May 4, 2023 • 3 min read

How to create BigQuery data pipelines with Airflow and Docker

Rédigé par Wiem Trigui

Wiem Trigui

Do you want to manage your BigQuery data pipelines automatically? Airflow is a great option to schedule, execute, and monitor your workflows since it is very easy to configure and setup.

If you are newer to Airflow, this Sicara article presents an excellent introduction to Airflow and its components. Otherwise, we can start our tutorial on how to run BigQuery in Airflow DAGs locally using Docker!


Why Docker with Airflow is awesome?

To launch airflow on your machine, we recommend using Docker. One of the major advantage of Docker is application portability. Docker encapsulates everything your application requires to run in containers. Thus, you can guarantee that your application will run in any UNIX environment without having to worry about differences in software versions or configurations . Moreover, Docker containers provide a level of isolation that makes it easier to manage multiple Airflow instances. This makes switching between multiple Airflow projects with different requirements very easy. Otherwise, you need to reset Airflow every time you switch project which is painful.

How to run Airflow with Docker Compose?

To set up Airflow with Docker-Compose, you can rely on this article. It presents a Docker Compose file configuration that defines a multi-container Airflow deployment, with a PostgreSQL database, a scheduler, a web server, and a utility container for initialization.

Tutorial requirements

Before following the tutorial, please ensure that you have the following requirements fulfilled :

  • Docker desktop installed in your machine: you can visit the official Docker website and download it from there.
  • A python working folder containing an empty folder named dags, a docker-compose.yml file and a .env file given in this article
Project initial structure


  • The new version of yaml cause the error “Map keys must be unique”. To fix that, put common and depends-on in the same line: <<: [ *common, *depends-on ].
  • For this tutorial, you should upgrade the airflow image version to 2.5.1.

After these modifications, the new docker-compose.yml file should look like the following:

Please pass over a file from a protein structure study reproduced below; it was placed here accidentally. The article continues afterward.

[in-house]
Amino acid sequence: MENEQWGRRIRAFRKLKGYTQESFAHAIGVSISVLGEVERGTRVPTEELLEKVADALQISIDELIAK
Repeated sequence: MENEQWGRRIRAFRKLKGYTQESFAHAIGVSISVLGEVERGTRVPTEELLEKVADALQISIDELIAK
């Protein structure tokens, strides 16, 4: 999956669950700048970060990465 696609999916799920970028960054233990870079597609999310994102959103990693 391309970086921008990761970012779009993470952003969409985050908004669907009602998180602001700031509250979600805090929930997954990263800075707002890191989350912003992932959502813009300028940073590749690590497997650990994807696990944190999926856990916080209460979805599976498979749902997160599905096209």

Create your GCP project

The first step is to create a Google Cloud platform project where the BigQuery datasets and tables will be created (At the moment of writing this article, Google is offering a 90 day $300 free trial for every new user). For that, follow these steps:

  1. Go to the project management page in the Google Cloud console.
  2. Click “Create Project”
  3. Enter the “project name” and note of the “project ID”. This is important for later. In our case, the project ID associated to our project is “airflow-project-test-385219”.
  4. Click “Create” to create your GCP project
Create a new GCP project

Authenticate Google client libraries

First, install the Google Cloud SDK according to the official doc that provides detailed instructions for various operating systems.
Thereafter, you can authenticate Google client libraries to interact with Google APIs. To do this, you can run this command:

gcloud auth application-default login

The browser will be opened, and you need to choose the Google account to be authenticated.

A file ~/.config/gcloud/application_default_credentials.json will then be created in your machine.

Now that the project creation and the authentication is done, we can create our first BigQuery DAG.

Prepare your DAG

For this tutorial, we are using a simple DAG with a few BigQuery operators to demonstrate how to run some queries. You'll need to put the DAG and the query files in the dags directory.

Project structure

The aim of this code is to create an airflow DAG with two tasks:

  1. Create a dataset test_dataset in EU location using the BigQueryCreateEmptyDatasetOperator
  2. Create a table test_table in the test_dataset. For that, we use BigQueryInsertJobOperator which calls an sql file create_bq_table.sql containing the table creation query.

Setup Google Cloud connection in Airflow

First, you need to mount a volume for Google cloud credentials. In the docker-compose.yml file, create a volume between the local google cloud credentials file ~/.config/gcloud/application_default_credentials.json in your machine and a file /home/airflow/.config/gcloud/application_default_credentials.json in Docker.

Then, you need to declare the Google Cloud environment variables.

  1. Define the connection id GOOGLE_CLOUD_DEFAULT and the connection type google-cloud-platform.
  2. Set the value of GOOGLE_APPLICATION_CREDENTIALS to the credentials file path in Docker
  3. Set value of GOOGLE_CLOUD_PROJECT to the id of your Google Cloud project.

Test it out

Now you can launch your dag!

  1. Run docker compose up -d to run airflow in detached mode.
  2. Open in your web browser (Username: airflow, Password: airflow)
  3. In DAGs/Actions, click ‘Trigger DAG’ and ensure that the dataset and the table creations are successful.

In google cloud console, in BigQuery service, verify that the dataset and the table have been created in your project.

Finally, run docker compose stop to stop the containers or docker compose down to shut down the containers and remove them.

You can find the code for this tutorial in this GitHub repository.

What’s Next

There is much more you can do with Airflow to manage BigQuery tables, run queries and validate the data. You can find different BigQuery operators in this Airflow documentation.

To know more about Airflow and its use cases, I recommend you this Sicara article about dbt transformation which explains how to use dbt and Airflow to master your data transformation.

Cet article a été écrit par

Wiem Trigui

Wiem Trigui